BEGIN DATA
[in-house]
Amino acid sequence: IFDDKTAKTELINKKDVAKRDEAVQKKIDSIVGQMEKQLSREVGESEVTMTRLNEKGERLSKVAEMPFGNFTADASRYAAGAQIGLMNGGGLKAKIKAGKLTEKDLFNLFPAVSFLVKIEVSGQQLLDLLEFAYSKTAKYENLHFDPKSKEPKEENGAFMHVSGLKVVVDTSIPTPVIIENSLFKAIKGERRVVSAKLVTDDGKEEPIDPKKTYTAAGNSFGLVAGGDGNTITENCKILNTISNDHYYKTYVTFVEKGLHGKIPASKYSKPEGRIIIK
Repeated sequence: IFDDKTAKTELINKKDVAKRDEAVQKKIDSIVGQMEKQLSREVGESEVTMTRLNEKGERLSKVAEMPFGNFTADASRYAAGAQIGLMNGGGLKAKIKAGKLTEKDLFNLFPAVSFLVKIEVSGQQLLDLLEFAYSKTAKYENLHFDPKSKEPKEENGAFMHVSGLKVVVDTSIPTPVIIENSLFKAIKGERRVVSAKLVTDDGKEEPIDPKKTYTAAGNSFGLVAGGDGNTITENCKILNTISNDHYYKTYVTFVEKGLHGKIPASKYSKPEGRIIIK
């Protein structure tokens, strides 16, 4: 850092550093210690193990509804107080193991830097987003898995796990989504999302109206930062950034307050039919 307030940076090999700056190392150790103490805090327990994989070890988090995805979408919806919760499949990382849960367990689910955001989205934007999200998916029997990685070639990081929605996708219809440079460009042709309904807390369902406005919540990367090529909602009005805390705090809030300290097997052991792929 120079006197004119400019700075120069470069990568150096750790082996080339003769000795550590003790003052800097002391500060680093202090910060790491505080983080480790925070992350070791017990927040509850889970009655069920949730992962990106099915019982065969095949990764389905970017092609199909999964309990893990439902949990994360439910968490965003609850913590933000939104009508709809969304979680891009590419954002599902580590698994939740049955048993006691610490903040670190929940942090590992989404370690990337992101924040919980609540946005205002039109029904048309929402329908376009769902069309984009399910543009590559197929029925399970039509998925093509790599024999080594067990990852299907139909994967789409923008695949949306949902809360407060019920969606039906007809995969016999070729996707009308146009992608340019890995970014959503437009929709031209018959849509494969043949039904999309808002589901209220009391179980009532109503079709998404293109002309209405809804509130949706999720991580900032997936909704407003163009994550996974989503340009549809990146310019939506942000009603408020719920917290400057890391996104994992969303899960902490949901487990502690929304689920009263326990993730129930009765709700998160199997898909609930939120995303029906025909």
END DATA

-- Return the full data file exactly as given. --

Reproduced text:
[in-house]
Amino acid sequence: IFDDKTAKTELINKKDVAKRDEAVQKKIDSIVGQMEKQLSREVGESEVTMTRLNEKGERLSKVAEMPFGNFTADASRYAAGAQIGLMNGGGLKAKIKAGKLTEKDLFNLFPAVSFLVKIEVSGQQLLDLLEFAYSKTAKYENLHFDPKSKEPKEENGAFMHVSGLKVVVDTSIPTPVIIENSLFKAIKGERRVVSAKLVTDDGKEEPIDPKKTYTAAGNSFGLVAGGDGNTITENCKILNTISNDHYYKTYVTFVEKGLHGKIPASKYSKPEGRIIIK
Repeated sequence: IFDDKTAKTELINKKDVAKRDEAVQKKIDSIVGQMEKQLSREVGESEVTMTRLNEKGERLSKVAEMPFGNFTADASRYAAGAQIGLMNGGGLKAKIKAGKLTEKDLFNLFPAVSFLVKIEVSGQQLLDLLEFAYSKTAKYENLHFDPKSKEPKEENGAFMHVSGLKVVVDTSIPTPVIIENSLFKAIKGERRVVSAKLVTDDGKEEPIDPKKTYTAAGNSFGLVAGGDGNTITENCKILNTISNDHYYKTYVTFVEKGLHGKIPASKYSKPEGRIIIK
């Protein structure tokens, strides 16, 4: 850092550093210690193990509804107080193991830097987003898995796990989504999302109206930062950034307050039919 307030940076090999700056190392150790103490805090327990994989070890988090995805979408919806919760499949990382849960367990689910955001989205934007999200998916029997990685070639990081929605996708219809440079460009042709309904807390369902406005919540990367090529909602009005805390705090809030300290097997052991792929 120079006197004119400019700075120069470069990568150096750790082996080339003769000795550590003790003052800097002391500060680093202090910060790491505080983080480790925070992350070791017990927040509850889970009655069920949730992962990106099915019982065969095949990764389905970017092609199909999964309990893990439902949990994360439910968490965003609850913590933000939104009508709809969304979680891009590419954002599902580590698994939740049955048993006691610490903040670190929940942090590992989404370690990337992101924040919980609540946005205002039109029904048309929402329908376009769902069309984009399910543009590559197929029925399970039509998925093509790599024999080594067990990852299907139909994967789409923008695949949306949902809360407060019920969606039906007809995969016999070729996707009308146009992608340019890995970014959503437009929709031209018959849509494969043949039904999309808002589901209220009391179980009532109503079709998404293109002309209405809804509130949706999720991580900032997936909704407003163009994550996974989503340009549809990146310019939506942000009603408020719920917290400057890391996104994992969303899960902490949901487990502690929304689920009263326990993730129930009765709700998160199997898909609930939120995303029906025909």